Thanks for weighing in and hopefully taming this snarl. As the person
who might have posed the question originally, I figured I at least
owed a bit of constructive critique.
What can we change about OAuth that would make this better?
1) User experience - it's been echoed a number of times in this board,
so i won't beat the dead horse... much... but basic auth *is*
much simpler for the user.
The reason is obvious: oauth requires a browser. In many platforms
(especially mobile) that's a painful burden.
The PIN code seems to be ignoring the elephant in the room. It solves
some problems, but at a further cost to the user experience, giving an
even larger advantage to existing basic-auth apps.
You've made the pill even more effective, but so bitter that your
patients can't swallow it.
Providing a scheme that does not require a browser is an obvious way
to cut this gordian knot.
2) Application authentication - if your goal is to *identify* each
open source application in a *trusted* way, then I think you could be
in for an uphill battle. There are obvious technical challenges,
however the larger problem is that in OSS there is no way to define
"each application." There will be many binaries for different
platforms and people will fork it on github just because they can.
You cannot identify each of these variants as the same when they could
And that places a burden on the user experience. When a user grants
access to "application x" -- what does that mean exactly? Just that
binary? Just this release? Only from a specific trusted company?
How do you explain to the user where this subtle line is drawn in a
box he'll click through in less than a second?
I personally don't see an obvious solution to this problem. It seems
to be a UI challenge and a technical challenge. In cases like that it
seems prudent to question your goals and check feasibility.
On Jul 1, 2009, at 9:46 AM, Matt Sanford wrote:
I do not recommend having individual end users register for
consumer keys/secrets  under any circumstances. So, with that out
of the way, let us focus the discussion a bit more. What can we
change about OAuth that would make this better? A complete technical
 discussion on what we could add that would make this better
is welcomed. More than welcome, it's pretty much required before we
The PIN flow was the first addition to address the inherent
insecurity of the consumer key/secret all desktop applications .
This stopped applications from being able to collect tokens by using
the consumer key/secret and a confidence scam (phishing like
"GoodApp needs you to re-approve us"). It sounds like there is a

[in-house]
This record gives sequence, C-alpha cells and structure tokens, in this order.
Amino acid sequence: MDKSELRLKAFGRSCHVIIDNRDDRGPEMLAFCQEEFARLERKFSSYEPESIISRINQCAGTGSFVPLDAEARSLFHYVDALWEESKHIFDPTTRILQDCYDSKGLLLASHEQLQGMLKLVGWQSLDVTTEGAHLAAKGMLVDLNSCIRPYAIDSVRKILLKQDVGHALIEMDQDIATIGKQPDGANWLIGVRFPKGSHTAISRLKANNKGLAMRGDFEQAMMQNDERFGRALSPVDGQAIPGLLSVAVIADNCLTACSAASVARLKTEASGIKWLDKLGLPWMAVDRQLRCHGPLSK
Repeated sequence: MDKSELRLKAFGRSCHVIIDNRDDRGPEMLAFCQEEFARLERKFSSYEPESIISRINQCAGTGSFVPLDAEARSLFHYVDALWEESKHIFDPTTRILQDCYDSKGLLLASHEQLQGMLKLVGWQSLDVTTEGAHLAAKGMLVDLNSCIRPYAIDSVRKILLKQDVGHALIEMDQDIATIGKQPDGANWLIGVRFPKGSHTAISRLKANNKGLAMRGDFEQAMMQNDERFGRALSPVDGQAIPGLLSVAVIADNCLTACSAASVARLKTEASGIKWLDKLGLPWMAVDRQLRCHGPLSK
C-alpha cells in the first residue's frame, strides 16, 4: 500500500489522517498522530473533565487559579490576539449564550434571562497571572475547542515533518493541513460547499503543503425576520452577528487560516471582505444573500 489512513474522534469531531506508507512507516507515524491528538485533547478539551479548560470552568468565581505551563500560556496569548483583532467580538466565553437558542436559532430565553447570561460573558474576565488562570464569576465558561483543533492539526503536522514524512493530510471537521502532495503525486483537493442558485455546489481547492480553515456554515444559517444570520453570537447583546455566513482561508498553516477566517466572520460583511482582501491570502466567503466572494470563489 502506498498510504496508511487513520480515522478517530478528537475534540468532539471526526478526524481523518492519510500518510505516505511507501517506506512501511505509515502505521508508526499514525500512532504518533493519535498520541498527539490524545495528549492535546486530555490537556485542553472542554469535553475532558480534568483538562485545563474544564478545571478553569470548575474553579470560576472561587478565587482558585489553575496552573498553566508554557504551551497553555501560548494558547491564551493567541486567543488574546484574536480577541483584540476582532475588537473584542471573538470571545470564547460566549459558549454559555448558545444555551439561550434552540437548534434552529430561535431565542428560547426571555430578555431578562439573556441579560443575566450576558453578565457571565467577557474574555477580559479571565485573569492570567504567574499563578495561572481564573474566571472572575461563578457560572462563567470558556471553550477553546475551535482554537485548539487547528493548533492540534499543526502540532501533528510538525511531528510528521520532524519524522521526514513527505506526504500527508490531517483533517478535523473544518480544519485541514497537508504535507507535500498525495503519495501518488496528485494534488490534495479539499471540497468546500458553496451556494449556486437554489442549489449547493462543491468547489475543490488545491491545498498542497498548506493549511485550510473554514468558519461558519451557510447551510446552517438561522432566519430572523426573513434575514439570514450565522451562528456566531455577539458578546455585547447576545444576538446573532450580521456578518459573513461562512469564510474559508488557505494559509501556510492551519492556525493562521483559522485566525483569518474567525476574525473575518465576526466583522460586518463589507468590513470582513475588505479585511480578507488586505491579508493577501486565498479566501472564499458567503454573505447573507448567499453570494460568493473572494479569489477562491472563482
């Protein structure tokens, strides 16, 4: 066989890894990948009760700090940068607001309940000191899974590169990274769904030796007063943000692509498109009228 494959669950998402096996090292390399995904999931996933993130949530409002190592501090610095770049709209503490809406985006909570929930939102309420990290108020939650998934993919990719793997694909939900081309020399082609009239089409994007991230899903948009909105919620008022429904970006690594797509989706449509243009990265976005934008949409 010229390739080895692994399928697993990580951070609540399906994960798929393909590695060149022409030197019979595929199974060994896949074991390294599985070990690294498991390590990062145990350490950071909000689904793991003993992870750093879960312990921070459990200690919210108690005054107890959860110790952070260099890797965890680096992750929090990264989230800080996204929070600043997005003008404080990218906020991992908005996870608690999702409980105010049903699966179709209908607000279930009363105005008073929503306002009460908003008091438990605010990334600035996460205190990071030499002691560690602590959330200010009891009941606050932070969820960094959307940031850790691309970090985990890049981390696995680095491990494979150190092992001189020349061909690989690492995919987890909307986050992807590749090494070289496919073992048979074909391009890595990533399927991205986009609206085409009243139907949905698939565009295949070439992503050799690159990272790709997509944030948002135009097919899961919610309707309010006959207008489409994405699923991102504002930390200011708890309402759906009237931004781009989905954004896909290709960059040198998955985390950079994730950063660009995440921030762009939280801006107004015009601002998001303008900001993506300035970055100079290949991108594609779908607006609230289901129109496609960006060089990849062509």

fervent need for something more … what do people suggest? We're
working hard on the problem but many of you are working from the
consumer standpoint and probably have great feedback.
Please, take your time and write a well thought out reply. One-
line snarky comments, while fun to write and sometimes to read,
steal time from everyone reading the list, including all of the
Twitter API engineers. They also make the list look less inviting to
– Matt Sanford / @mzsanford
 - People installing an instance of your server-side app are not
'end users', but other developers
 - Not open-source hand waving.
 - Closed source desktop apps have the same problem. Reverse
engineering is not stopped when you don't include the source.
On Jul 1, 2009, at 9:33 AM, DWRoelands wrote:
Actually, since Twitter has said that Basic Auth will eventually go
away, OAuth is going to be the only choice for authentication.
Twitter has forced the choice by implementing OAuth in the way that
Why should a user who chooses to support open source by using an
source Twitter client be punished by having to go through extra hoops
that users of closed-source clients don't have to endure?
Forcing users of open source Twitter clients to register their
individual installations as Twitter applications is not a viable
solution. Matt Sanford has even said so.
No one is asking for "easy". I just want open source Twitter desktop
clients to be able to compete with closed-source versions when it
comes to security. Right now, that's not possible because of
Twitter's implementation of OAuth.
On Jul 1, 11:23 am, Andrew Badera <and...@badera.us> wrote:
But that's the choice you're forced to make by OAuth, not Twitter.
it is YOUR choice. Personally, I would probably use the conventional
mechanisms of open source: mailing lists, special interest and user
groups. Pound the pavement and promote yourself. Who said it was
to be "easy"?